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    1. Awesome comment. Aren't the simplest things the best? ❤

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  5. Thank you for posting this SM. It made me cry because it made me sad for what is bound to be if I don't put down the drink.
    Day 1. Again.
    WX

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    1. Good on you Wellyboots for having another day 1. Its not how many day 1s you have, its that one day it will be your last day 1. Hugs and support.

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    2. Hi Wellyboots - Good on you for making a start and it doesn't matter if it is again. I found the trick is to keep talking :) xx
      Right behind ya Michelle xx

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    3. Don't be sad, wellyboots! Be happy because this is the first day of the rest of your life and it's going to be great! We're with you xxx

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  6. Interesting, I look back at my last few years and while I was there in lots of ways for my kids, I would zone out or stay longer at dinner parties to keep drinking when they wanted to go home. I hated need a nap in the afternoon because I was hungover, lying saying I wasn't feeling well as well as modelling drinking all time. My son asked if I felt pressure to drink wine when friends are over now that I am not drinking. He is only 11. Makes you realize that they see more than you realize.
    xo
    TWTIK

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  7. This post makes me feel sad :-(

    My eldest daughter is 10 and she was definitely becoming more aware of how I was after a few wines, she once said I didn't tuck her into bed the same at the weekends (because I would want to get back to my drinking!) as I did in the week, and I felt so so bad!

    One of my lowest points before giving up was me having a glass of red with Sunday lunch before we went to watch finding dory at the cinema! Just to make my hangover go away. My drinking was only going one way and that wasn't good!

    But Day 93 for me today and I've got to take pride in that and let any guilt go, because that's the old me. And that person is never coming back!

    Thanks for a sad but fab post SM xxxxxx

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  8. 93 days is amazing Ang75 and you're right you've got to let the guilt go and try to feel gratitude instead for where we are ,and all that we have now! x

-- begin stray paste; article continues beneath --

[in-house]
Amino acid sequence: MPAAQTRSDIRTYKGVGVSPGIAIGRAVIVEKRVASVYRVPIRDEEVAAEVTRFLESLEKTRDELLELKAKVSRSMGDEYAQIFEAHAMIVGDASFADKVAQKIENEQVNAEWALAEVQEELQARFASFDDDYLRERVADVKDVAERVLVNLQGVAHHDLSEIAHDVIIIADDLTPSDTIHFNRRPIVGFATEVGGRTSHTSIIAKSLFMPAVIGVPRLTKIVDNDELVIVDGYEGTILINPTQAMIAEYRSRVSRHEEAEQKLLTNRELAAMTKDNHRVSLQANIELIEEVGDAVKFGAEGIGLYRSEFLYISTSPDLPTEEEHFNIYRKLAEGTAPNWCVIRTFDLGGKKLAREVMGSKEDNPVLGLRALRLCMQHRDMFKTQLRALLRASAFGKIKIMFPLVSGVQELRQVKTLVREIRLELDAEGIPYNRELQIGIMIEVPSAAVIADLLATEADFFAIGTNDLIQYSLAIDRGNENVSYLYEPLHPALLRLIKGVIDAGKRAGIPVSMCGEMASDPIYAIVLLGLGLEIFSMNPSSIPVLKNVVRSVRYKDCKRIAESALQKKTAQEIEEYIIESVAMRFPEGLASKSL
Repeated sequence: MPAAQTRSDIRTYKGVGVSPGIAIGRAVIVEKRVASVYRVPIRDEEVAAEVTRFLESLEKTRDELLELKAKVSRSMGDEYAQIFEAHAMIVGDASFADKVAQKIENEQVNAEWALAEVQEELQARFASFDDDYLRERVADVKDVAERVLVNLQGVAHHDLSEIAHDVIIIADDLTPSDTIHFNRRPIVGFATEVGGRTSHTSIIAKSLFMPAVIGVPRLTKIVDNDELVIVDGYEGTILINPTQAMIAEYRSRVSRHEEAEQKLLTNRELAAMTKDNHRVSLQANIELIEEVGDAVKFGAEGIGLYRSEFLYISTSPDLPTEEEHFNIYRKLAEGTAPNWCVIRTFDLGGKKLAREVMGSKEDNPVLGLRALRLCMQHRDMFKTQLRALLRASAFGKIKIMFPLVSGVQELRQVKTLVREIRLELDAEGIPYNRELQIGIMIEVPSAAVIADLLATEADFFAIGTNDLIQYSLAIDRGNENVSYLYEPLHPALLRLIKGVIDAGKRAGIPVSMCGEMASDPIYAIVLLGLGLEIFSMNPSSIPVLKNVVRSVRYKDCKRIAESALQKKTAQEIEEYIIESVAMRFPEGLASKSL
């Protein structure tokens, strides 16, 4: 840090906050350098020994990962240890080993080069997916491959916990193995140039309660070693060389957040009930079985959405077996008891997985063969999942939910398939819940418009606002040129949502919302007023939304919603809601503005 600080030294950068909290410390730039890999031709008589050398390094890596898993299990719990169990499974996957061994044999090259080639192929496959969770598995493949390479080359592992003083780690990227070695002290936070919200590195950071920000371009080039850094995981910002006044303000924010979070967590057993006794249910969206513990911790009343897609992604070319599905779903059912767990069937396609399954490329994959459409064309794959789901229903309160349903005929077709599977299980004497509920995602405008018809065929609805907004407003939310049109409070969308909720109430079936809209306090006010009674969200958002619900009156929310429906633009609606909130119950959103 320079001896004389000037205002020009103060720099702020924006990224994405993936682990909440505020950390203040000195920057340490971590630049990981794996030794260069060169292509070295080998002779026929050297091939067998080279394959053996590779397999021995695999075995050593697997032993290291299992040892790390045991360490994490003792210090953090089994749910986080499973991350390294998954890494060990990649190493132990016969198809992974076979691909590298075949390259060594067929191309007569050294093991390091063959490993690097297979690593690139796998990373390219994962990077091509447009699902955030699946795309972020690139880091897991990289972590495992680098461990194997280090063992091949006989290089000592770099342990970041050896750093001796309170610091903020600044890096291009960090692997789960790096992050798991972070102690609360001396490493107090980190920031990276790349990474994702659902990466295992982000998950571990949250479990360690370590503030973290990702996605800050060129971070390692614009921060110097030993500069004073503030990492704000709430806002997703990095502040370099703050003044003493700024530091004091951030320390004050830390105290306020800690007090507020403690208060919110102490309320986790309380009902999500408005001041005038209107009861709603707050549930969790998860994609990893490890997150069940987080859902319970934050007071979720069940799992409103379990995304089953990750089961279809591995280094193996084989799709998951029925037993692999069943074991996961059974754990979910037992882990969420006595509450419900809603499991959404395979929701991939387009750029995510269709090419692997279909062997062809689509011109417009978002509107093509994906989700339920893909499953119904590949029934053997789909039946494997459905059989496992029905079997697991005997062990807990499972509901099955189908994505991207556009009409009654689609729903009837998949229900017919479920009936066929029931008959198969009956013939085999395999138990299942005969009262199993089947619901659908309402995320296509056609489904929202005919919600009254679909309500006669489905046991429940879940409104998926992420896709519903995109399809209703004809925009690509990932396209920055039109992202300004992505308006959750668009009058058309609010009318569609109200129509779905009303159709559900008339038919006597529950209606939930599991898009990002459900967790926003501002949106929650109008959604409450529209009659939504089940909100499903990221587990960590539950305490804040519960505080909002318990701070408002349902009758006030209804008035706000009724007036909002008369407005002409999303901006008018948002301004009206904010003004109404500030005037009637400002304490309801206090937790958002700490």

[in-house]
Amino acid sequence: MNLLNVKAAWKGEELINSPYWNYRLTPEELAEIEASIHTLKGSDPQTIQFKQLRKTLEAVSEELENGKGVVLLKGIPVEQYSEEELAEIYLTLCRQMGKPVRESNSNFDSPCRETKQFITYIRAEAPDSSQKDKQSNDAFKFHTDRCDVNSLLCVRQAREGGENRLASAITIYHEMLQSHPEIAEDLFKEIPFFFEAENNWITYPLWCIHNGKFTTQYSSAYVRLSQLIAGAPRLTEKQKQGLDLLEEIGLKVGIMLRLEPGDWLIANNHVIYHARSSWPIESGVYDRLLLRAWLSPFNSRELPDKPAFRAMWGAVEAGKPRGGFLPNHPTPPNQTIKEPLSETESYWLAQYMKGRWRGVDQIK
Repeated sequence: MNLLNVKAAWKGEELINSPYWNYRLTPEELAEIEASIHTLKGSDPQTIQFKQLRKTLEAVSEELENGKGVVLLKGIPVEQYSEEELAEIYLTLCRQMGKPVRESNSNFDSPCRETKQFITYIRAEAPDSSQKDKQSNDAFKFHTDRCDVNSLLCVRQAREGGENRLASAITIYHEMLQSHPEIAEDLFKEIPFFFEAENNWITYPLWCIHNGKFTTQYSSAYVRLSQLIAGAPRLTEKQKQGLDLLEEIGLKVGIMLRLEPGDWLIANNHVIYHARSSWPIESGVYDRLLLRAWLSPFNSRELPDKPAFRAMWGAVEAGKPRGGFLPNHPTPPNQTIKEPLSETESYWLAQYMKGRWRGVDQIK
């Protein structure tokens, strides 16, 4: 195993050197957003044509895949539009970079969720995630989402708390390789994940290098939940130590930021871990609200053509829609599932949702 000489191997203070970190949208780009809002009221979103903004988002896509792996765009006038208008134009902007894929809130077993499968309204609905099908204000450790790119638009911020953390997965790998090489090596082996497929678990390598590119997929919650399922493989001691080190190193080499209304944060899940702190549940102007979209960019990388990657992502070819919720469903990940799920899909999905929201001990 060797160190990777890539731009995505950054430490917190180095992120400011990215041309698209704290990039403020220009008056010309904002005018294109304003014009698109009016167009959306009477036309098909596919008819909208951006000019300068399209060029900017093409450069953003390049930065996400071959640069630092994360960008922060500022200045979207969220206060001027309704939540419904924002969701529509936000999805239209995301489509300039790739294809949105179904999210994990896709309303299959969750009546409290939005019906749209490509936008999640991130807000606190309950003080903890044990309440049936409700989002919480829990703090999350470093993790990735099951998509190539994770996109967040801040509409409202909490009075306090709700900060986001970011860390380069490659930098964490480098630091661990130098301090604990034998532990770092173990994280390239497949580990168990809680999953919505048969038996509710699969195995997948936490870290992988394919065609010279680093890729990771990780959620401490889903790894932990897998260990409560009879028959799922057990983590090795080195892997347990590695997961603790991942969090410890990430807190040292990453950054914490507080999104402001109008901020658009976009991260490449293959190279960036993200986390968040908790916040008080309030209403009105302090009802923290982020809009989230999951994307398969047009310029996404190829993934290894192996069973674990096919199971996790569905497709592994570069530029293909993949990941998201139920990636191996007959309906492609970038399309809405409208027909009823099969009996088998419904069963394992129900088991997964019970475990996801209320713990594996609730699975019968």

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  9. If you live in the U.K, the NACA helpline & is a topic being discussed on ITV's This Morning today. xx

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  10. Wonderful post. I heard the stats being read on Radio 1 last week and had to pull over and cry. The part about the hotline reading the stories to kids. And that my son is 5..... I can't imagine him having to call a stranger to read to him and am so thankful it never reached that point, but thats a harsh reality that it happens. Im hoping to find a way to volunteer a bit in this realm when Im a bit further into the recovery process. Hope you survived half term. x

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  11. Very sad, my kids get a story every night now. They often would miss out, especially on weekends.

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  12. "These include: fear of losing control, fear of emotions and feelings, conflict avoidance, harsh self-criticism and low self-esteem and difficulties with intimacy. "

    There was so much to copy and paste for me in this post :) I chose this comment because it kind of summaries for me where things really end up. I too could say "well I didn't affect my kids toooooo much". Ha! The deep reaching tentacles of the drink create so many other problems that the obvious ones don't they?

    One I noticed was not wanting my kids to ever cry. Because it made ME sad. Not letting them have their emotions and see them through is not OK and luckily I have now learned this (thanks to my 23 year old pointing it out).
    M xx

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  13. Second post today about the families of alcoholics and my feeling that they get little/no support.

    I remember having an email exchange with Liam Bryne one of the MPs who is trying to get better provision for children of alcoholics currently last year when he spoke in the commons on this topic.

    My daugther was 8 when I went off to rehab. She recently admitted I don't feature as a father to her in her memories until she was about 12. I robbed her of a father for all that time, including the first 4 years of my recovery since so much trust had been destroyed between us. She went through all that with no professional support at all.